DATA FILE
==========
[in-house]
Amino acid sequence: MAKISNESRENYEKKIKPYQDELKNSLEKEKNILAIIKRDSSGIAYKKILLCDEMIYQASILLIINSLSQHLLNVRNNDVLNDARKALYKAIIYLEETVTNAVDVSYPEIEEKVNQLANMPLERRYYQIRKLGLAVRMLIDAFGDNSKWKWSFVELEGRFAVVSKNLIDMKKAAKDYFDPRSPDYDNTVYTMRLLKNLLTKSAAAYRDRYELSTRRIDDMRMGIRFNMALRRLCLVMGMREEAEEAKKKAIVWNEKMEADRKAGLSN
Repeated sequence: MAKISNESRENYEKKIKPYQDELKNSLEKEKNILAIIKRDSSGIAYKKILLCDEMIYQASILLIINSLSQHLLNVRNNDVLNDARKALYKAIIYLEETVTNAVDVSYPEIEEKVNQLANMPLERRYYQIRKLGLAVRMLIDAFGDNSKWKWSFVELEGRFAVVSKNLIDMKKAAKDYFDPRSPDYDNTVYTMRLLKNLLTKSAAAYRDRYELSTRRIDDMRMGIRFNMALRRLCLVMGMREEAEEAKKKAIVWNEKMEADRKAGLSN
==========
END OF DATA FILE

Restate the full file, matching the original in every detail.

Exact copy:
[in-house]
Amino acid sequence: MAKISNESRENYEKKIKPYQDELKNSLEKEKNILAIIKRDSSGIAYKKILLCDEMIYQASILLIINSLSQHLLNVRNNDVLNDARKALYKAIIYLEETVTNAVDVSYPEIEEKVNQLANMPLERRYYQIRKLGLAVRMLIDAFGDNSKWKWSFVELEGRFAVVSKNLIDMKKAAKDYFDPRSPDYDNTVYTMRLLKNLLTKSAAAYRDRYELSTRRIDDMRMGIRFNMALRRLCLVMGMREEAEEAKKKAIVWNEKMEADRKAGLSN
Repeated sequence: MAKISNESRENYEKKIKPYQDELKNSLEKEKNILAIIKRDSSGIAYKKILLCDEMIYQASILLIINSLSQHLLNVRNNDVLNDARKALYKAIIYLEETVTNAVDVSYPEIEEKVNQLANMPLERRYYQIRKLGLAVRMLIDAFGDNSKWKWSFVELEGRFAVVSKNLIDMKKAAKDYFDPRSPDYDNTVYTMRLLKNLLTKSAAAYRDRYELSTRRIDDMRMGIRFNMALRRLCLVMGMREEAEEAKKKAIVWNEKMEADRKAGLSN